Caffeine is an alkaloid, an organic substance found in plants which have powerful physiological effects. Caffeine is also a powerful psychoactive substance which affects the central nervous system and sleep(1). Caffeine is most commonly found in cocoa beans, tea leaves, kola nuts (“Cola”), coffee beans and the superfood guarana berries. It is an additive in various medications for pain relief, diet pills and cold/flu remedies. Energy drinks are an increasingly popular source of caffeine as are chocolate bars, the highest percentage being found in dark chocolate.
How much caffeine do you consume?
How does caffeine affect sleep?
Research reveals that caffeine delays falling asleep, reduces total sleep time and results in a worsened perception of having slept well. Older adults are more sensitive to caffeine compared to younger adults, (2) and concluded that a lifetime consumption of caffeine results in an accumulation of caffeine in the pineal gland in the brain, reducing the production of the sleep hormone, Melatonin(3). Further, the action of caffeine in the brain inhibits production of the slumber enzyme – adenosine – which prepares you for sleep, and the later in the day you consume caffeine, the longer that process will continue. This explains why people can’t ‘switch off’ when consuming caffeine throughout the day. 4 Example: if a cup of Americano coffee requires 7-10 hours for the body to process and clear just 50% of that dose of caffeine, imagine how long 4 or 5 doses of caffeine per day will last in your body…
What is a safe amount of caffeine?
Researchers have concluded that 400mg of caffeine per day is safe for adults. For pregnant women, this reduces to 300mg per day. However, the disturbing evidence around the harmful and potentially addictive effects of caffeine in children is also stated. 5 So, although caffeine is judged to be safe, if you’re having problems sleeping, the single most important substance you can quit is caffeine. Switch to decaff or better still, no caff. Try the vast array of herbal teas by Pukka, Neal’s Yard or Clipper, drink plenty of filtered water – at room temperate – and still vs sparkling. And for those of you that are parents, it is recommended that you wean your child off of caffeinated drinks.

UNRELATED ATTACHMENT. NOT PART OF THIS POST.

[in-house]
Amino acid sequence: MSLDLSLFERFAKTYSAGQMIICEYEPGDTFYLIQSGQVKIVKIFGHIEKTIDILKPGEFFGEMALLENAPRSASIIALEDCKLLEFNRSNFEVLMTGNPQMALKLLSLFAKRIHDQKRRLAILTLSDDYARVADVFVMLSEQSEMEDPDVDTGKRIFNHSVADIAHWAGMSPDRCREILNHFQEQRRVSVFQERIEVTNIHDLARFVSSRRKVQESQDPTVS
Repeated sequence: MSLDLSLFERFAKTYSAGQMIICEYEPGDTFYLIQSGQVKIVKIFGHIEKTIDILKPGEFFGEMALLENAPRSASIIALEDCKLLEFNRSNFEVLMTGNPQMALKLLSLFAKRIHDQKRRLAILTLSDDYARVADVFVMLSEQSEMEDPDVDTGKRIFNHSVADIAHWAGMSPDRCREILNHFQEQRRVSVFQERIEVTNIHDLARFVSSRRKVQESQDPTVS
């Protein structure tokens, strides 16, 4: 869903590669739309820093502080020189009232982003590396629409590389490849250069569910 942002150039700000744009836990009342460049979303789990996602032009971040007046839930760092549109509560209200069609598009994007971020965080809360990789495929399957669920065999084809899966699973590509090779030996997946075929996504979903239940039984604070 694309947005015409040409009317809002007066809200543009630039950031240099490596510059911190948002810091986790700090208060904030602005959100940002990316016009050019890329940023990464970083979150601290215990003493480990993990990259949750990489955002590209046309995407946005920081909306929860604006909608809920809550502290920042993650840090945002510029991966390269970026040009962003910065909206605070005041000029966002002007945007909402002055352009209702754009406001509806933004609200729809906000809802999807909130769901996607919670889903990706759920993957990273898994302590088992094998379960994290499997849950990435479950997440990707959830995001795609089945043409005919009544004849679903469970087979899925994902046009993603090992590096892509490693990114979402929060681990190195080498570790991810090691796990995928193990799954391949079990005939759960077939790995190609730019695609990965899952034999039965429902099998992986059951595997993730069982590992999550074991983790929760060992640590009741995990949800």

Water consumption will help with the inevitable withdrawal symptoms which may be quite uncomfortable for those with a high caffeine consumption. If you’re struggling, Sleepability can facilitate that process with natural remedies to support your nervous system and liver.
Contact me today and learn to sleep again, naturally. Because sleep matters.
1 O’Callaghan et al, 2018: ‘Effects of caffeine on sleep and daytime functioning’ https://pubmed.ncbi.nlm.nih.gov/30573997/
2 Clark and Landolt, 2016: ‘Coffee, Caffeine and sleep: a systematic review of epidemiological studies and randomized
controlled trials’ – https://pubmed.ncbi.nlm.nih.gov/26899133/
3 Park et al, 2018: ‘Lifetime coffee consumption, pineal gland volume and sleep quality in later life’ –
4 Walker, Matthew, 2018: ‘Why We Sleep’ – Penguin Random House (ISBN: 978-0-141-98376-9)
5 Wikoff et al, 2017: ‘Potential adverse effects of caffeine consumption in healthy adults, pregnant women, adolescents and
children’ – https://www.sciencedirect.com/science/article/pii/S0278691517301709
Institute for Scientific Information on Coffee: https://www.coffeeandhealth.org/topic-overview/sources-of-caffeine/